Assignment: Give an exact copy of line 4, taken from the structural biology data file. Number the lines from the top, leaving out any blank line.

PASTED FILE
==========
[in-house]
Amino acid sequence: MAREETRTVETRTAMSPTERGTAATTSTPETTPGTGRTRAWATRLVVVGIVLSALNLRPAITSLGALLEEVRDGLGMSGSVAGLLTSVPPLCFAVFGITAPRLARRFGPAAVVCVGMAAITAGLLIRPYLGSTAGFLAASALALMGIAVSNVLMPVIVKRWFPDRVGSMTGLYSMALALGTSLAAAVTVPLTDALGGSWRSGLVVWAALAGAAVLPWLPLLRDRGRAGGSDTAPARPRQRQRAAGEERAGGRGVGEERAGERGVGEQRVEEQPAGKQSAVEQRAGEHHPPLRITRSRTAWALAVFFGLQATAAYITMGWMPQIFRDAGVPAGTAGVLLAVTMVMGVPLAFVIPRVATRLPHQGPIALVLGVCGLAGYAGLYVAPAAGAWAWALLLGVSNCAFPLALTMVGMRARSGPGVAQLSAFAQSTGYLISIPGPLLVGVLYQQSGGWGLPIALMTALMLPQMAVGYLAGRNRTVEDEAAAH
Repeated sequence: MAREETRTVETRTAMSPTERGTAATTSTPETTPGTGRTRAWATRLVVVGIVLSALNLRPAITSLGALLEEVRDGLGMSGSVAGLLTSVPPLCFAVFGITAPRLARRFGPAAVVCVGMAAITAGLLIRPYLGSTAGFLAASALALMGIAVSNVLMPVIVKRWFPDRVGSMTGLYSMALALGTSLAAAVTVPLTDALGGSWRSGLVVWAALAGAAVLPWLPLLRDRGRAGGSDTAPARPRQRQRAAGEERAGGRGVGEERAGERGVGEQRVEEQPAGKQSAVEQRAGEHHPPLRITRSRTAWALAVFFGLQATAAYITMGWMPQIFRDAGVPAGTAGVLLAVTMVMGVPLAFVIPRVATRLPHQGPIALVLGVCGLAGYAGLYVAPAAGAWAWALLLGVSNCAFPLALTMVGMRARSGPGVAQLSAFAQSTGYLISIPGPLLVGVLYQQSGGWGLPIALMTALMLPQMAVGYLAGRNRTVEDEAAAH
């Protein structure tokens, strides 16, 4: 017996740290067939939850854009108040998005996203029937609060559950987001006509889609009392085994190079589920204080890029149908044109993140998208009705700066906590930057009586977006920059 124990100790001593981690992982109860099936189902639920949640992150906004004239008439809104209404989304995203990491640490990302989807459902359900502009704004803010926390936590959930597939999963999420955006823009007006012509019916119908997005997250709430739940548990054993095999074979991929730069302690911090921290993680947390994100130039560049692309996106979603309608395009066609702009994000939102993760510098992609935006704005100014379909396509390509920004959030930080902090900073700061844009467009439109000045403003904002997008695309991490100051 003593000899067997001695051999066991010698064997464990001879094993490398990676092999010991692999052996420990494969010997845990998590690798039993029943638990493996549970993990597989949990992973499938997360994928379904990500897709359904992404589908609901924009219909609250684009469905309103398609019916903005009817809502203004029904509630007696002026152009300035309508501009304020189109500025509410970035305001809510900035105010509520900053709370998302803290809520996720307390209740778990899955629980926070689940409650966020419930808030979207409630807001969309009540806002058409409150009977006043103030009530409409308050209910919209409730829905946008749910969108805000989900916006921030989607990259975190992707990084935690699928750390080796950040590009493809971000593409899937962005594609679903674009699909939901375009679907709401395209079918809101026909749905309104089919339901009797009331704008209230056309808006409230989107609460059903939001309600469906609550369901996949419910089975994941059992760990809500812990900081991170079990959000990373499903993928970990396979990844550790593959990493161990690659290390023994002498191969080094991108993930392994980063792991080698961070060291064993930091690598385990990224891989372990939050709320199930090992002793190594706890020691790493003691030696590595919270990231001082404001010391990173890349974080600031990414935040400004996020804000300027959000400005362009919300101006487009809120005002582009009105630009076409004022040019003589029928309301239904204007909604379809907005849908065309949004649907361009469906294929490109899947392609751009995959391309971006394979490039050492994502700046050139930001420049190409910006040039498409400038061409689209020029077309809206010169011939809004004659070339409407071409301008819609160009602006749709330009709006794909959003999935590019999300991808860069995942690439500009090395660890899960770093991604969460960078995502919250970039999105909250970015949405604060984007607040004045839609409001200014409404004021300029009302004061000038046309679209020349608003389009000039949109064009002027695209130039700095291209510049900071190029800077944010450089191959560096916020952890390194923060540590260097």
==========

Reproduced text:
């Protein structure tokens, strides 16, 4: 017996740290067939939850854009108040998005996203029937609060559950987001006509889609009392085994190079589920204080890029149908044109993140998208009705700066906590930057009586977006920059 124990100790001593981690992982109860099936189902639920949640992150906004004239008439809104209404989304995203990491640490990302989807459902359900502009704004803010926390936590959930597939999963999420955006823009007006012509019916119908997005997250709430739940548990054993095999074979991929730069302690911090921290993680947390994100130039560049692309996106979603309608395009066609702009994000939102993760510098992609935006704005100014379909396509390509920004959030930080902090900073700061844009467009439109000045403003904002997008695309991490100051 003593000899067997001695051999066991010698064997464990001879094993490398990676092999010991692999052996420990494969010997845990998590690798039993029943638990493996549970993990597989949990992973499938997360994928379904990500897709359904992404589908609901924009219909609250684009469905309103398609019916903005009817809502203004029904509630007696002026152009300035309508501009304020189109500025509410970035305001809510900035105010509520900053709370998302803290809520996720307390209740778990899955629980926070689940409650966020419930808030979207409630807001969309009540806002058409409150009977006043103030009530409409308050209910919209409730829905946008749910969108805000989900916006921030989607990259975190992707990084935690699928750390080796950040590009493809971000593409899937962005594609679903674009699909939901375009679907709401395209079918809101026909749905309104089919339901009797009331704008209230056309808006409230989107609460059903939001309600469906609550369901996949419910089975994941059992760990809500812990900081991170079990959000990373499903993928970990396979990844550790593959990493161990690659290390023994002498191969080094991108993930392994980063792991080698961070060291064993930091690598385990990224891989372990939050709320199930090992002793190594706890020691790493003691030696590595919270990231001082404001010391990173890349974080600031990414935040400004996020804000300027959000400005362009919300101006487009809120005002582009009105630009076409004022040019003589029928309301239904204007909604379809907005849908065309949004649907361009469906294929490109899947392609751009995959391309971006394979490039050492994502700046050139930001420049190409910006040039498409400038061409689209020029077309809206010169011939809004004659070339409407071409301008819609160009602006749709330009709006794909959003999935590019999300991808860069995942690439500009090395660890899960770093991604969460960078995502919250970039999105909250970015949405604060984007607040004045839609409001200014409404004021300029009302004061000038046309679209020349608003389009000039949109064009002027695209130039700095291209510049900071190029800077944010450089191959560096916020952890390194923060540590260097």